Quick–in a pinch, let’s have ourselves a giant RGB LED Matrix! As marvelous as it sounds, it’s pretty easy to forget that there’s a battle to be won against picking the right parts, debugging drivers, and sorting out our spaghetti wiring. Rest assured, [Hzeller] has done all of the heavy-lifting for us with a Raspberry Pi RGB LED Matrix Implementation that scales to multiple panels and runs on any Pi model to date!
Offering 24-bit color at about 100 Hz for up to a grand total of 36 panels, [Hzeller’s] library is no slouch. The library enables customization of your panel arrangements, and a separate project (also [Hzeller’s] handiwork) makes this setup compatible with the pixel-pusher protocol as a network device.
It’s certainly true that many of us have a thing for these displays, so you might ask: “have we seen this before? What’s all the fuss?” Like the others, the final product is a sight to behold, but [hzeller] and his implementation stands strong because of his phenomenal response to answering the question: how? In fact, almost more impressive is his comprehensive online documentation. Inside, [hzeller] details various hardware configurations for a custom number of panels or a particular flavor of Pi that drives them. He also provides references for pinout quirks and provides out-of-the-box software demos to ensure that anyone can bring this project to life. If a poorly-written or non-existent READMEs have made you shy away from building on an open-source project, fear not. From pinout quirks and out-of-the-box software demos, [hzeller] has covered all the bases and given us a project that folks of all levels of hacking.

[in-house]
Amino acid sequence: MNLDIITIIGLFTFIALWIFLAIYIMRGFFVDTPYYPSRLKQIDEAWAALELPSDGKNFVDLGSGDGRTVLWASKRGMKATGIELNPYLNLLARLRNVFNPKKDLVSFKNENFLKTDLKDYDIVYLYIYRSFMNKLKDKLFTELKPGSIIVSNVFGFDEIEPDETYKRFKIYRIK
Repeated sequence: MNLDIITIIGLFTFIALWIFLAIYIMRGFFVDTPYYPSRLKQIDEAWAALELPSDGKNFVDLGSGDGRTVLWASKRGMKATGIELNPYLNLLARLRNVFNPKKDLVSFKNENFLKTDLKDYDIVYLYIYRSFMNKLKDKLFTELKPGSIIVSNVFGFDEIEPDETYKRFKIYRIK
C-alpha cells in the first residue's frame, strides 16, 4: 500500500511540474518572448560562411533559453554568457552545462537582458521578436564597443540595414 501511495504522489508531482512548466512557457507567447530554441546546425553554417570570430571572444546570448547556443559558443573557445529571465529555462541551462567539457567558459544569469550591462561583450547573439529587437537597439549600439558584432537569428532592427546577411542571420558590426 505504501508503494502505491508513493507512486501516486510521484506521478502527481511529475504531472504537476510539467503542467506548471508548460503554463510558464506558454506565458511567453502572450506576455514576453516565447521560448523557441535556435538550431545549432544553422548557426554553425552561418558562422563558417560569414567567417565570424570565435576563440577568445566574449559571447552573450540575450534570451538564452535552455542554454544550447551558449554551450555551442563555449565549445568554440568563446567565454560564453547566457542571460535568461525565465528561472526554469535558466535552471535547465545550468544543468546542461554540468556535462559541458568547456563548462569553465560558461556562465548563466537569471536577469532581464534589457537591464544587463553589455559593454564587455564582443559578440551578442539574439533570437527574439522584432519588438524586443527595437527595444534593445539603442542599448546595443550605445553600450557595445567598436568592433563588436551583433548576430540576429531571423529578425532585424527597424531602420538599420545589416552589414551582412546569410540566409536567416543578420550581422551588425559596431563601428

Perhaps the best part of this project is the span of the audience that can take something away from it. If you’re a seasoned Linux junkie, dive into the source code to get a good feel of mechanics of how [hzeller] pushes this project onto a single core in a Raspi-2 configuration. If you’re new to digital electronics, let this project be your moment to pick up a Pi, a panel (or four), and run, knowing that [hzeller’s] README is the only tome you’ll need to light up the night.